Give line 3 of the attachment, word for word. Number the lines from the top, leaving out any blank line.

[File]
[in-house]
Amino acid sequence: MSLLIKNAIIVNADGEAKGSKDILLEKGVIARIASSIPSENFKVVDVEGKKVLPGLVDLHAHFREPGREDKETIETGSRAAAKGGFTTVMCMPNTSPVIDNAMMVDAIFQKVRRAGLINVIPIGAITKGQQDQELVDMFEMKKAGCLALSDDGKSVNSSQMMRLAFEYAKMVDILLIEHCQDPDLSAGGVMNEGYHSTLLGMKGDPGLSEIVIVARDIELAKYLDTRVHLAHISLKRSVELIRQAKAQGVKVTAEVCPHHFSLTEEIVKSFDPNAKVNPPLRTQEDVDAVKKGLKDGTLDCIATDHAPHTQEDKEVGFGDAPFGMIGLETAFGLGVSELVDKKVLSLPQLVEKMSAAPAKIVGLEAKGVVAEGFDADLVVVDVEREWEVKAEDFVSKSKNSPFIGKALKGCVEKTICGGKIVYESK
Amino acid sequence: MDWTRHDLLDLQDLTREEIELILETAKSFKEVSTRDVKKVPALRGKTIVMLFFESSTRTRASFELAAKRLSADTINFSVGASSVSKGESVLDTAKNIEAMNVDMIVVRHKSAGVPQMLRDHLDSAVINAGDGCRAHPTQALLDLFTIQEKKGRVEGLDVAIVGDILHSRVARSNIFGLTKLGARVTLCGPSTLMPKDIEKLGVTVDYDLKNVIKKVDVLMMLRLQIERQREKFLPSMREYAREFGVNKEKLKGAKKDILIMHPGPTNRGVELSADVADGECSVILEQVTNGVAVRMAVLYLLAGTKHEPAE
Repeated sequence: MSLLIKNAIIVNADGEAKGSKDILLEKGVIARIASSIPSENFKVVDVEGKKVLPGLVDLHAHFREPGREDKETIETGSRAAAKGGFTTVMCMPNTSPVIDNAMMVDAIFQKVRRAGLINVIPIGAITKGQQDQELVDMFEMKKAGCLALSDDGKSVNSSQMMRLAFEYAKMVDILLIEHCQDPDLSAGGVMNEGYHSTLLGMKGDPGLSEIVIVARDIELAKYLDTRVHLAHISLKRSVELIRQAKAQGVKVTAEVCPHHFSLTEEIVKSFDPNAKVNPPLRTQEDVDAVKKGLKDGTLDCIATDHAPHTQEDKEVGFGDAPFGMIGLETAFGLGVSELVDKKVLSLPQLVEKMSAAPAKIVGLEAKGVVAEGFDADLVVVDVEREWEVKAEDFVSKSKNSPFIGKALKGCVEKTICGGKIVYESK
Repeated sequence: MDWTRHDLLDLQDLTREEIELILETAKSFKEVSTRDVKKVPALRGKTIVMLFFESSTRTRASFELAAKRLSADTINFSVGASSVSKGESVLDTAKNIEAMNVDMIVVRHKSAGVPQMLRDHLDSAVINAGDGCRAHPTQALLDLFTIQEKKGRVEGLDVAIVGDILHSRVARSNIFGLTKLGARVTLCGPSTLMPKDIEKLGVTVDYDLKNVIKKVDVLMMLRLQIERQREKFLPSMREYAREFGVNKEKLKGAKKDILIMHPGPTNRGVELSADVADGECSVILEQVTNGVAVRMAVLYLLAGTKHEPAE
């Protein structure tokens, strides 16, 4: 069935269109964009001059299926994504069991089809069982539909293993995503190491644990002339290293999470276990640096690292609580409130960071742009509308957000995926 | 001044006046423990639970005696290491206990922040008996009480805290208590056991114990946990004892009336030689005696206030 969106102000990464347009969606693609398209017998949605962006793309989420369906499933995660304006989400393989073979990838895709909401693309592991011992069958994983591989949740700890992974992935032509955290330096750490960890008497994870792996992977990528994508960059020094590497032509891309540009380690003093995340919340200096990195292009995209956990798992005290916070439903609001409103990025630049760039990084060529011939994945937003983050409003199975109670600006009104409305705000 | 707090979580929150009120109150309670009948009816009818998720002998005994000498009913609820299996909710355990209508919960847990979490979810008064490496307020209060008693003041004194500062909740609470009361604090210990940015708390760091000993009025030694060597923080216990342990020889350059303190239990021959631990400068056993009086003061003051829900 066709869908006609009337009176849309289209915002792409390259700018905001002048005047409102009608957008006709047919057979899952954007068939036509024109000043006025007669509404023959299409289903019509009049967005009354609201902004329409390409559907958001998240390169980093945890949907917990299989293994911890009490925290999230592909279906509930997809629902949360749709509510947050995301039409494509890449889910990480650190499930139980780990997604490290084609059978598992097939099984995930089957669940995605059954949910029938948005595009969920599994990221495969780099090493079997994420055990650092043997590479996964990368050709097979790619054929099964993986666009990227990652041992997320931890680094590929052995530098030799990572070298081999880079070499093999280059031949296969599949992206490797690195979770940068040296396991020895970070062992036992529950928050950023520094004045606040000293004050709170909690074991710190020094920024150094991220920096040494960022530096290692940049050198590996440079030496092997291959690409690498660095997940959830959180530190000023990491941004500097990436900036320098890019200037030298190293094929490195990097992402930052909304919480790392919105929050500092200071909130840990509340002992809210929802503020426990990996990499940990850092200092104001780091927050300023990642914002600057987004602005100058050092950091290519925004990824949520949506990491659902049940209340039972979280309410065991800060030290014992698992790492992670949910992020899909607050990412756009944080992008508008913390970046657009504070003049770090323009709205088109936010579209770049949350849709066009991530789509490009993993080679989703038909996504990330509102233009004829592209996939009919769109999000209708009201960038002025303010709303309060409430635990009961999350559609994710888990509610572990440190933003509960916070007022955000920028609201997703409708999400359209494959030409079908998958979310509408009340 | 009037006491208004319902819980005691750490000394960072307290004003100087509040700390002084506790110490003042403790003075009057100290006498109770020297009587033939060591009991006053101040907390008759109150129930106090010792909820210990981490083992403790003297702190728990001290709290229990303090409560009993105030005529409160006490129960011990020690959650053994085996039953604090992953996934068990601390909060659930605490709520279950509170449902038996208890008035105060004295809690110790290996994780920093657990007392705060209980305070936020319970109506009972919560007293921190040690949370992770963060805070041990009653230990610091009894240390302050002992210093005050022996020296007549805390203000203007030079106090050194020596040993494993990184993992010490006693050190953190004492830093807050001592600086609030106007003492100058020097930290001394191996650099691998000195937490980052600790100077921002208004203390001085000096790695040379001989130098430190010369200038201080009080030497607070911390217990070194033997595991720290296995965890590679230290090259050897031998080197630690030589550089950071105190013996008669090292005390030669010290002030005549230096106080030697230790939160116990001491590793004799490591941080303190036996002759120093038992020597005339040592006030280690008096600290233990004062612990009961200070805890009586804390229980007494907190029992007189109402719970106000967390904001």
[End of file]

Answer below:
Amino acid sequence: MDWTRHDLLDLQDLTREEIELILETAKSFKEVSTRDVKKVPALRGKTIVMLFFESSTRTRASFELAAKRLSADTINFSVGASSVSKGESVLDTAKNIEAMNVDMIVVRHKSAGVPQMLRDHLDSAVINAGDGCRAHPTQALLDLFTIQEKKGRVEGLDVAIVGDILHSRVARSNIFGLTKLGARVTLCGPSTLMPKDIEKLGVTVDYDLKNVIKKVDVLMMLRLQIERQREKFLPSMREYAREFGVNKEKLKGAKKDILIMHPGPTNRGVELSADVADGECSVILEQVTNGVAVRMAVLYLLAGTKHEPAE